Tag Archives: Simon and Garfunkel

Monterey Pop – “The greatest pre-Woodstock rock music festival”

Jimi Hendrix sets fire to his guitar, The Who leaves no equipment undestroyed – Yeah man! Those were the days.

Think about history’s first legendary rock festival and you’ll probably see a picture of Woodstock 1969 in front of your mind’s eye. But, there’s a precursor. While it was similar in its outlandish atmosphere, it’s not the least bit as well-known as Woodstock.

Monterey International Pop Festival took place in 1967 and it’s an archetype of music festivals. To compare: the first festivals in Europe, like Pinkpop (Netherlands) or Ruisrock (Finland), popped up in 1970. The Danish Roskilde followed just one year later.

Monterey International Pop Festival was a stepping stone for Jimi Hendrix, The Who, Janis Joplin, Otis Redding, and many others who we now consider legends. It’s about time we take a look at one of the apogees of the summer of love.  

The art of rock ‘n’ roll

It all started with an idea of John Phillips, singer with the Mamas & the Papas, and his record label executive Lou Adler. They figured that rock ‘n’ roll should be given the status of art –  just like jazz. They also thought rock ‘n’ roll deserved a bigger stage. Together with a board of recommendation – that seated the all-star cast of Paul McCartney, Mick Jagger, Brian Wilson and Paul Simon – they worked out a lineup within a few weeks.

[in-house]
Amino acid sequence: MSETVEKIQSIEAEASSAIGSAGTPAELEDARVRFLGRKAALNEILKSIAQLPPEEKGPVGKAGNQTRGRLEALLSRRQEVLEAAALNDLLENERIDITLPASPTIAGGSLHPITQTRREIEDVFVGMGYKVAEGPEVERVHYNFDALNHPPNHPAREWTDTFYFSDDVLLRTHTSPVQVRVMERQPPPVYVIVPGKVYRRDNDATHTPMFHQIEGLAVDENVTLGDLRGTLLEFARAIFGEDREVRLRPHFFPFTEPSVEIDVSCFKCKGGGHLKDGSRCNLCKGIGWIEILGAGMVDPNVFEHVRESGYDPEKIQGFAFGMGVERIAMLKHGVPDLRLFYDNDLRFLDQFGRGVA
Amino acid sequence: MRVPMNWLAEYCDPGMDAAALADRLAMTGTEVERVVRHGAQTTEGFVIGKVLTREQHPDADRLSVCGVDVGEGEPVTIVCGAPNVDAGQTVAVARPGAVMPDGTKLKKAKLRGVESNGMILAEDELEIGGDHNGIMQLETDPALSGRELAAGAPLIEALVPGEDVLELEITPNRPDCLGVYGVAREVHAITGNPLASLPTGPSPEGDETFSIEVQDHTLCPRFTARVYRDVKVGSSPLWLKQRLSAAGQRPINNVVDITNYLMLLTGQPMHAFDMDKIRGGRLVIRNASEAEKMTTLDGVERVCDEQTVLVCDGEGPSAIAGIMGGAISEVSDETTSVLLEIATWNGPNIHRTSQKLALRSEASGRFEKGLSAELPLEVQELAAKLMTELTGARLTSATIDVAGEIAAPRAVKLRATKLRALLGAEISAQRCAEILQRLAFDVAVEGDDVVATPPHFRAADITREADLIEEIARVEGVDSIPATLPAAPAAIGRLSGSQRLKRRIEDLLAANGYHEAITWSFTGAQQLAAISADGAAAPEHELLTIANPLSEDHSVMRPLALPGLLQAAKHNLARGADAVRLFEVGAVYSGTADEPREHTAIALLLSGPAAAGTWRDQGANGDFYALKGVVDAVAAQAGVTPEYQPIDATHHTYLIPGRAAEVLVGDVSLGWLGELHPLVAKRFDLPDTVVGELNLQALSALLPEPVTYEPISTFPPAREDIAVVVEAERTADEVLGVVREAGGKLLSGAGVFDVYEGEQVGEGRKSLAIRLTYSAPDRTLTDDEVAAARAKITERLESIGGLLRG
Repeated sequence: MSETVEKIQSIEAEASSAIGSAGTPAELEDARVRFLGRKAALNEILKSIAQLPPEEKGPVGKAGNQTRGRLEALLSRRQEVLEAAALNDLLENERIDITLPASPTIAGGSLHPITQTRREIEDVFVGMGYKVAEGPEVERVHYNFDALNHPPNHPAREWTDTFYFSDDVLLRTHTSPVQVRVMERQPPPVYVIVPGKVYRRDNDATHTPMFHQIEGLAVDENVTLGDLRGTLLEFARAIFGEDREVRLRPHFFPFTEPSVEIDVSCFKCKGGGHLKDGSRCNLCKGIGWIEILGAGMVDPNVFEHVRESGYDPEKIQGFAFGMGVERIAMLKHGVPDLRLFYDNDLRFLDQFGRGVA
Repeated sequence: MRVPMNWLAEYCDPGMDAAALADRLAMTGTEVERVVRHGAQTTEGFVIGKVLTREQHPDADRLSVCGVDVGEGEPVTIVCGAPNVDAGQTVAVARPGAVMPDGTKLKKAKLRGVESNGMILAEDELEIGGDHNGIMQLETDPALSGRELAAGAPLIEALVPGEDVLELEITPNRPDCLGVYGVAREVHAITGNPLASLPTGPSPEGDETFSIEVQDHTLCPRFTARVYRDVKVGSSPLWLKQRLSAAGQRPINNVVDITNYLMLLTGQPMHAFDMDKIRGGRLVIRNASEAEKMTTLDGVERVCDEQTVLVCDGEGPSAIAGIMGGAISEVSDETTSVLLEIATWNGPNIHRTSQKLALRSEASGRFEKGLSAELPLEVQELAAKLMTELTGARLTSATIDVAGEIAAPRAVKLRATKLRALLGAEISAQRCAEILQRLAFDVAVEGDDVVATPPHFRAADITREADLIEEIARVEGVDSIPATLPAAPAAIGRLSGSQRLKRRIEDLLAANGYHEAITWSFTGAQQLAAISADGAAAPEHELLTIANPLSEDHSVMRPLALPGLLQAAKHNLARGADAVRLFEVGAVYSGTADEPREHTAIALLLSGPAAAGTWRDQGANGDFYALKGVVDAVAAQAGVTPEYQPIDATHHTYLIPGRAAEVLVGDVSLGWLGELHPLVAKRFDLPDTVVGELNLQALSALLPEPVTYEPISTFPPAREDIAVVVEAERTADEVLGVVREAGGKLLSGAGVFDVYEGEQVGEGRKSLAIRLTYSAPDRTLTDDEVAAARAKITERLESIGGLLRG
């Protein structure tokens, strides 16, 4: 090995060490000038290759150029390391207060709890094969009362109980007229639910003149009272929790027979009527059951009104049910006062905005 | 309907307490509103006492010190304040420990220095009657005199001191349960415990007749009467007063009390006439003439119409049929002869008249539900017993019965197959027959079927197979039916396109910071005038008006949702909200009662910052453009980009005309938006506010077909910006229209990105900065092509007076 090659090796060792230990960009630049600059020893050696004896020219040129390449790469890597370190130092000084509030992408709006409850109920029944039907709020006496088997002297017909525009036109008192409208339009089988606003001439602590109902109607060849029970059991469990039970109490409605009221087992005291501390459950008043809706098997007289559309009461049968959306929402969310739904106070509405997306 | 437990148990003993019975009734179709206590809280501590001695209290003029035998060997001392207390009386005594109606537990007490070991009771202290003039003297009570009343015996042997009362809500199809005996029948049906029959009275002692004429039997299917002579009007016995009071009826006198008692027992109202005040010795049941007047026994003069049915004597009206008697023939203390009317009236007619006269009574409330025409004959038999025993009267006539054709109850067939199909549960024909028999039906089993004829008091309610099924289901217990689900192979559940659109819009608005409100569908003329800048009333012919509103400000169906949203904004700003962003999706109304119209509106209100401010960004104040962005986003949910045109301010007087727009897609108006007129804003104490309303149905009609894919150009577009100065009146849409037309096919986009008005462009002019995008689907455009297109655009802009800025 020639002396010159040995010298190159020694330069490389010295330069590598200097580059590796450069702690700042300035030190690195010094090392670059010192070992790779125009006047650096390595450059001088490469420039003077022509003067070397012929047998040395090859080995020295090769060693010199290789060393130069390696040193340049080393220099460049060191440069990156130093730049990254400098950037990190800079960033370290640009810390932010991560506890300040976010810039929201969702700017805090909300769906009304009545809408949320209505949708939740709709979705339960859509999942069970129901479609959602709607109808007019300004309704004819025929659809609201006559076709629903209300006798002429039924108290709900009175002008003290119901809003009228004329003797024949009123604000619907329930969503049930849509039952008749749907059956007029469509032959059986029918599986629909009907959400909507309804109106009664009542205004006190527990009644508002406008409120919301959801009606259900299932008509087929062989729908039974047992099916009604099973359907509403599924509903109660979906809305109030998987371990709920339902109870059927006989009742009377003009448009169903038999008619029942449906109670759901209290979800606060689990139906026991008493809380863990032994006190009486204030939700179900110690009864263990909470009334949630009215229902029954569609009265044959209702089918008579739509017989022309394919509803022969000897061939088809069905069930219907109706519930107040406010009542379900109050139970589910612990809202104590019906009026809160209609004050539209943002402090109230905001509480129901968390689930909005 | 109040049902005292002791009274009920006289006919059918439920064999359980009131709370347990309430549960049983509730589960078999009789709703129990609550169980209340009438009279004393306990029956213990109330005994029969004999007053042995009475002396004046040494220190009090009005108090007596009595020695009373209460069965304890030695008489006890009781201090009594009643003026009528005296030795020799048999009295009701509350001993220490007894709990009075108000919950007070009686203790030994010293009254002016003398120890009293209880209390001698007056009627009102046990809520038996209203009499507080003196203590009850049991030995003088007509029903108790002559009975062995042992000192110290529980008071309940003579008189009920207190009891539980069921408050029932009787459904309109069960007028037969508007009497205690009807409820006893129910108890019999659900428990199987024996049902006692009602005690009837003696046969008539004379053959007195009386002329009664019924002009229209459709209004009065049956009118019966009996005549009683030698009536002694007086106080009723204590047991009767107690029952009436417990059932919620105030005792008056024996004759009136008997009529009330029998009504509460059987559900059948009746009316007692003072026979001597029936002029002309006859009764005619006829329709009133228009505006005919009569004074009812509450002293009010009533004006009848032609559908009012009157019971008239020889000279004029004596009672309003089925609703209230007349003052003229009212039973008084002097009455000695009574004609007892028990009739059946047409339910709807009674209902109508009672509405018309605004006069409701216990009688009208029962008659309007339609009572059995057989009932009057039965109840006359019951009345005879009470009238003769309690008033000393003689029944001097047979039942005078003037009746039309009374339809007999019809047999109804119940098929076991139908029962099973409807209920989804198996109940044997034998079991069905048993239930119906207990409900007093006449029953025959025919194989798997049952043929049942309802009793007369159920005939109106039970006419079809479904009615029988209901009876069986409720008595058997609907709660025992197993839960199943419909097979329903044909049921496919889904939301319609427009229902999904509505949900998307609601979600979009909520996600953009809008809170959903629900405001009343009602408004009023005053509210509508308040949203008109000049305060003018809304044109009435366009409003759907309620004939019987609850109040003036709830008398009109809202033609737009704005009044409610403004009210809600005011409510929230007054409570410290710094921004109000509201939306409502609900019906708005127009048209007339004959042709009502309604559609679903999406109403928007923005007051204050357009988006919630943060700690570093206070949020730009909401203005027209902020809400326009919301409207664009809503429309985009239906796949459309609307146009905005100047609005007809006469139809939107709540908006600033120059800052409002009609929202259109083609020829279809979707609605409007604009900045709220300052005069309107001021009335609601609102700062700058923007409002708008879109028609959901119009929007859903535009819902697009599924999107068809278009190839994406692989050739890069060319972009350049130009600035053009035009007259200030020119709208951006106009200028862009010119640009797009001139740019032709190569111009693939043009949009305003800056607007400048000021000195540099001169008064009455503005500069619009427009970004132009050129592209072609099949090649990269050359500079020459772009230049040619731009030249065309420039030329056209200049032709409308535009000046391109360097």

Simon & Garfunkel, Grateful Dead, Jefferson Airplane, Canned Heat, The Steve Miller Band, The Byrds, Otis Redding, The Who, Scott McKenzie, Jimi Hendrix, Big Brother and the Holding Company with Janis Joplin, and so many more artists, agreed to play for nothing. Lou Adler says: “ We were just there at the right time.”

The Who and Jimi Hendrix

The story goes that Jimi Hendrix and The Who decided who would play first with a coin toss. Jimi lost and The Who stole the show by completely wrecking their instruments on stage. This instigated Jimi’s competitive side and he wanted to blow the crowd’s mind even more. People say he’d set fire to his guitar once before in London, but at Monterey International Pop Festival it was recorded on film for the first time.

 

Monterey vs. Woodstock

Jefferson Airplane’s front woman, Grace Slick, knew the location for Monterey International Pop Festival from the jazz festivals that were held there. She looks back with a free spirit’s nostalgia: “The entire area in back of the stage was people wandering around. There were drinks and marijuana and blow and whatever else everyone was interested in. Everything worked.”

Monterey proved to be a totally different experience than Woodstock, two years later. Jefferson Airplane were scheduled to play at nine o’clock in the evening, but due to programming delays they ended up playing at seven in the morning.

International breakthrough